All trails are waymarked and share the same start point – the visitor’s centre car park, meaning this area is tailor-made for cyclists.

Aptly named the ‘Beast’, the park’s most famous and challenging trail is only one for the most experienced biker. If you’re not quite a pro, instead you can opt for the ‘Minotaur’ – but whichever you choose, you’ll still get to be wowed by Snowdonia’s stunning scenery.


6. Tissington Trail, Peak District National Park, England

If you’ve chosen the Peak District for your next luxury getaway, you’ll probably end up on the Tissington Trail, whether you’re exploring by bike or by foot.

This traffic-free trail is 13 miles long and begins in Parsley Hay, before finishing in Ashbourne. It will carry you along a historic  railway line full of treasures, such as an old signal box and platforms.

You’ll power yourself through peaceful countryside, wildflower meadows and more. This year is also a great one to visit, as the trail makes its 50th birthday.

Giants Causeway in Northern Ireland

7. Giant’s Causeway to Benone, Northern Ireland

Let’s be honest, if you’re visiting Northern Ireland, you’ll almost certainly want to see the imposing and mystifying natural wonder that is the Giant’s Causeway. So why not cycle?

From the famous UNESCO World Heritage site, you’ll peddle your way past sand, sea and navigate the refreshing North Atlantic Coast route, as well as lush, green countryside.

Towns such as Portrush, Portstewart and, finally, Castlerock, are along the way as picturesque places to pause and refuel.

Train on Severn Valley Railway in Shropshire

8. The Mercian Way, Severn Valley Country Park, England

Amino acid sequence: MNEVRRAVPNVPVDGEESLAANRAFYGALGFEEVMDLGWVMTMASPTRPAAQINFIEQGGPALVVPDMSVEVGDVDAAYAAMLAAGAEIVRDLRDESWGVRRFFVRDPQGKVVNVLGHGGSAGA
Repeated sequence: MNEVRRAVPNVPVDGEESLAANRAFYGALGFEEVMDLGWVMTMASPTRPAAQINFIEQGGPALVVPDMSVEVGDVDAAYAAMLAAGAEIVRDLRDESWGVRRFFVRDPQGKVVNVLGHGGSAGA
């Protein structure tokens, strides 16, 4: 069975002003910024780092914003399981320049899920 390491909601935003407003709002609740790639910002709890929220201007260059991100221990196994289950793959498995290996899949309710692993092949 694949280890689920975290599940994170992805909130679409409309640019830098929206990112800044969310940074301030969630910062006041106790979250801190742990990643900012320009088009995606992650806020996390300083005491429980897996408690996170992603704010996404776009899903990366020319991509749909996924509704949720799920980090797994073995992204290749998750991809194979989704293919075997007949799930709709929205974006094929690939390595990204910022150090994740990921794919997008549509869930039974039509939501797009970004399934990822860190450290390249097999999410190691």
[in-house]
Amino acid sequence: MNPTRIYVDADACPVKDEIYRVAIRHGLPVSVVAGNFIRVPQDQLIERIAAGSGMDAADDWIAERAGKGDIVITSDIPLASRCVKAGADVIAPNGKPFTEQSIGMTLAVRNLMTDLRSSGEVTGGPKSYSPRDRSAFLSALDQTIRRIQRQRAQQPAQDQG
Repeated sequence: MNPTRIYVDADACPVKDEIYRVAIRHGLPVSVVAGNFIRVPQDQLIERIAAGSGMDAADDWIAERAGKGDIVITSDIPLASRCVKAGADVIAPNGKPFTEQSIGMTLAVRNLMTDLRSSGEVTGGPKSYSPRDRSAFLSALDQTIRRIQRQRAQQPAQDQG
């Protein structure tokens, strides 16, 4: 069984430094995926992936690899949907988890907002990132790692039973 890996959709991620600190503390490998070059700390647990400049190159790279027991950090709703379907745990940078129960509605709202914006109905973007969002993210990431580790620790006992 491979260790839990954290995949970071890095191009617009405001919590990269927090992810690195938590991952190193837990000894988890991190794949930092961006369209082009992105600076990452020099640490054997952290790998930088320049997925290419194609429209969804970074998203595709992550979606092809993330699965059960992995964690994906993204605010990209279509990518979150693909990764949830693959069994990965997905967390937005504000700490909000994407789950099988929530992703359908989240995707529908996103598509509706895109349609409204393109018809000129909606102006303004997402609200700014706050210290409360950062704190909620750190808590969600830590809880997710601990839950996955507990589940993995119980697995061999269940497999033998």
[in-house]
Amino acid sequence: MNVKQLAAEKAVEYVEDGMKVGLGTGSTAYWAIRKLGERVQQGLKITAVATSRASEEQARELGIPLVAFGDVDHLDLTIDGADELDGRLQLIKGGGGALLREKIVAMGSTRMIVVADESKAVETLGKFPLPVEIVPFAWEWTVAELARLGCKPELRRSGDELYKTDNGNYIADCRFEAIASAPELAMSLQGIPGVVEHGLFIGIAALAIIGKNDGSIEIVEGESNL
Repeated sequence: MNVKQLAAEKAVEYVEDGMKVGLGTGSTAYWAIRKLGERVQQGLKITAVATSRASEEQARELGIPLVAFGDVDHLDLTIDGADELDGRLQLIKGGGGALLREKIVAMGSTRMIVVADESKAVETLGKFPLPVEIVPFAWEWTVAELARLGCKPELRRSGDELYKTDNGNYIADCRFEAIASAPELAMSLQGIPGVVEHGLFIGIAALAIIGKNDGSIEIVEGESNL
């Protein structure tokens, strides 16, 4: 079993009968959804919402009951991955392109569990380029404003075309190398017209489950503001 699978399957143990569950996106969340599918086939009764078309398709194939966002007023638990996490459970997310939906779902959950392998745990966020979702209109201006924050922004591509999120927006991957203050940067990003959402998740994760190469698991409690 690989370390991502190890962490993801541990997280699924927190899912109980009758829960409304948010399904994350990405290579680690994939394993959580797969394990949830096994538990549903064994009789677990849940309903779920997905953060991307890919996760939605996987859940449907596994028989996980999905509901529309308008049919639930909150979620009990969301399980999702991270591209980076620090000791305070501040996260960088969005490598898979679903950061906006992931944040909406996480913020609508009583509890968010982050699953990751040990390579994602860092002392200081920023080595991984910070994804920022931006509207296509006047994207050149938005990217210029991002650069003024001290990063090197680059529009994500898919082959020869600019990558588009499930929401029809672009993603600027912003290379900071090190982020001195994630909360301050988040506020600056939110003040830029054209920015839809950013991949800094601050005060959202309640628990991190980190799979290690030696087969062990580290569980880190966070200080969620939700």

Shropshire is another great place to cycle and ride through unspoilt English countryside. Again, you can choose from a wide selection of options to suit all abilities.

The Mercian Way is our pick, as it allows you to go rural and off-road, taking in rivers, woods and meadows. What truly appeals here, however, is the chance to see vintage steam trains along the Severn Valley Railway as you ride.

A bay in Scarborough at sunset

9. Scarborough to Ravenscar, North Moors National Park, England

Yorkshire has truly embraced two wheels – from its hosting of the Tour de France to its very own Tour de Yorkshire. You don’t have to rent a yellow bike to make the most of the North Moors, however.

It’s the coast that appeals to us the most, so begin your biking experience in the easily accessible Scarborough and cycle through to Ravenscar. Riding along another old railway line, you’ll soak up sea views and love the simplicity of this path towards the beach at Hayburn Wyke.

There are lots of spots for refreshments and, if you truly have the biking bug, you can next take a spooky cycle from nearby Dracula’s Whitby

two people mountain biking down a hill in the Lake district

10. Lakeland Loop, Lake District, England

A beloved British biking favourite, the Lakeland Loop is last but not least on this list.

A 40-mile route around the Lake District, it of course offers memorable lake views, majestic woodland, challenging hills, peaceful lanes, and plenty of pubs and cafes.

A brilliant way to see the Lakes, you can make this a leisurely cycle or a long one – it all depends on you.